SINGAPORE - Although babies of women infected with Covid-19 during their pregnancies have been born with antibodies, it remains unclear if this means the baby is immune to the coronavirus or how long the immunity would last.
Earlier this month, Mrs Celine Ng-Chan, 31, gave birth to her second child and was told by her son's paediatrician that he has antibodies against the virus.
Mrs Ng-Chan, a private tutor, is one of the few women in Singapore who were infected with Covid-19 during their pregnancies to have given birth here so far.
In such cases, it is not clear if the antibodies were passed from the mother or the baby developed them for him or herself.
In a paper published in October by the journal Emerging Infectious Diseases, of the 11 infants who were born to women with Covid-19 in Wuhan, China, all had detectable levels of IgG antibodies at birth, while five had detectable IgM antibodies.
IgM is the initial antibody that is produced in response to an infection. However, it is usually not transferred from mother to fetus through the placenta because of its large size.
On the other hand, smaller IgG antibodies can be transferred passively from mother to fetus through the placenta, the paper noted. The duration of immunity from the maternal IgG antibodies is unclear.
Checks with the KK Women's and Children's Hospital (KKH) found similar conclusions.
Associate Professor Tan Hak Koon, KKH's chairman at the division of Obstetrics and Gynaecology, said that there is evidence of antibodies among infants born to mothers with Covid-19.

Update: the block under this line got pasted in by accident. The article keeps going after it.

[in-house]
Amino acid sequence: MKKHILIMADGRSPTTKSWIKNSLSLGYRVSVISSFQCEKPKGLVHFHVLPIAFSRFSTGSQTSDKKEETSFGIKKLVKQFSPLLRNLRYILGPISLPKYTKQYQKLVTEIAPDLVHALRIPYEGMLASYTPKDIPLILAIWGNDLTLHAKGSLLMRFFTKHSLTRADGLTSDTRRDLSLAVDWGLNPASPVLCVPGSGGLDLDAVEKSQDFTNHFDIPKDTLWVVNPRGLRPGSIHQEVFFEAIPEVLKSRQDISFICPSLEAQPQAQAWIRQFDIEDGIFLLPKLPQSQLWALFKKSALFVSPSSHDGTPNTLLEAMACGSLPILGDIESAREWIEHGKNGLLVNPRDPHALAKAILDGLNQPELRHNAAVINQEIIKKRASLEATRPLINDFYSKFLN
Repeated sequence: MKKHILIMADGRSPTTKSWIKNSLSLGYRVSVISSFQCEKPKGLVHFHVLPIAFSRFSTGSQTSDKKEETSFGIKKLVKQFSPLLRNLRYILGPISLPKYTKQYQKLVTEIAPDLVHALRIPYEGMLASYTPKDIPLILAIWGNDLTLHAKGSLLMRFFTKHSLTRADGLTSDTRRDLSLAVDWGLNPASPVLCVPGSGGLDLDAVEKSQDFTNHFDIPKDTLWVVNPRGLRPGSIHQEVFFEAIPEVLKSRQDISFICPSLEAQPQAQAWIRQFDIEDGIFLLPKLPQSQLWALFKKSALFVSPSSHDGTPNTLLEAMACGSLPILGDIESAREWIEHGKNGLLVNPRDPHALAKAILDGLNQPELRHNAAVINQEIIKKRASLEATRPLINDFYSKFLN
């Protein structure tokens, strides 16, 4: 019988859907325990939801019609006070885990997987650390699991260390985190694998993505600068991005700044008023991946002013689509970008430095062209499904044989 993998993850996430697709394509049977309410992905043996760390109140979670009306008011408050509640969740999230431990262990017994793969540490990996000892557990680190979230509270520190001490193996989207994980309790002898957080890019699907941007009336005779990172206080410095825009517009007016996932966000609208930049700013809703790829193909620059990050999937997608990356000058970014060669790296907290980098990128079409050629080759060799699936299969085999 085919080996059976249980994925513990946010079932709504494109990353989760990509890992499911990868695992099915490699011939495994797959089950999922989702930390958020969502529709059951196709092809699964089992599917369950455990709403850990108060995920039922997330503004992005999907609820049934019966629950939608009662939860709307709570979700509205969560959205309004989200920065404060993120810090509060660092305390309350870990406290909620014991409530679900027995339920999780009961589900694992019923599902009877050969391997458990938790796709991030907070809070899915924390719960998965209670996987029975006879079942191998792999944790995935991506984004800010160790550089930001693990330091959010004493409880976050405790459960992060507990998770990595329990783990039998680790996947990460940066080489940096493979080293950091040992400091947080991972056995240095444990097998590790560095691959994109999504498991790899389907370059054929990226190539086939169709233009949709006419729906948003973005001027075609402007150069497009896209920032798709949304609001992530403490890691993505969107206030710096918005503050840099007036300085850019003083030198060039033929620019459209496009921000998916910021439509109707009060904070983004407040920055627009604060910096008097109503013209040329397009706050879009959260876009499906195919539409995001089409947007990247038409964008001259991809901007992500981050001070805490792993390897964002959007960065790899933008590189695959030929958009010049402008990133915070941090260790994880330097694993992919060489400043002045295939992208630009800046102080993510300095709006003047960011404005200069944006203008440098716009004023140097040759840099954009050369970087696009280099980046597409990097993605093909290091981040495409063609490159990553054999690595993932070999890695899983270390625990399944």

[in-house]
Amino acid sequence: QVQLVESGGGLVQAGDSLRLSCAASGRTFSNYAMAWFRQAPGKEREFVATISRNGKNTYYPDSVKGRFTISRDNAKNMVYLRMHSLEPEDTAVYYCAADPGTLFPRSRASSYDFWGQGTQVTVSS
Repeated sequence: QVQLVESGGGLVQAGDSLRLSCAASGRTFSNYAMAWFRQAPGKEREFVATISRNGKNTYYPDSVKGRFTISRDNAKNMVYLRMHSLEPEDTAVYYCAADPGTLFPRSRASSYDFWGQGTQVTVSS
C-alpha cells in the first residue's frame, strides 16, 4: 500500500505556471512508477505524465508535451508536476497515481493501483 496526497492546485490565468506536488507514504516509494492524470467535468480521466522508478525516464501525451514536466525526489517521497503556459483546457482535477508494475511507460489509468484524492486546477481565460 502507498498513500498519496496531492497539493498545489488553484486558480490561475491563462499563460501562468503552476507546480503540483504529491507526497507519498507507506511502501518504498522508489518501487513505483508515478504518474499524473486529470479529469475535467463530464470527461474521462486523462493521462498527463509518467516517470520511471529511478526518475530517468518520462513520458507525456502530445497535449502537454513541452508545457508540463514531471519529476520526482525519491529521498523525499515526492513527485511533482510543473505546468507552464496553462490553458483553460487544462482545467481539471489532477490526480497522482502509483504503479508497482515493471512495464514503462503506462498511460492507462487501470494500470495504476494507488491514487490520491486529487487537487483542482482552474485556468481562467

"However, it is still unknown whether the presence of these antibodies in a newborn baby confers a degree of protection against Covid-19 infection, much less the duration of protection," he said.
Meanwhile, both the National University Hospital (NUH) and the KKH are part of a larger ongoing study involving several public hospitals in Singapore to investigate how Covid-19 may potentially impact the well-being and health of pregnant women and their babies.
A NUH spokesman said: "We hope that findings from the study can help inform clinical guidance for the care of affected pregnant women and their infants, and help safeguard their health and well-being."
Mrs Ng-Chan and her son are part of this study.
She said: " I'm one of the few mums in Singapore to get Covid-19 during pregnancy.
"I agreed to be part of the study as I believe it is very important, so that we can find out more and fight the virus better."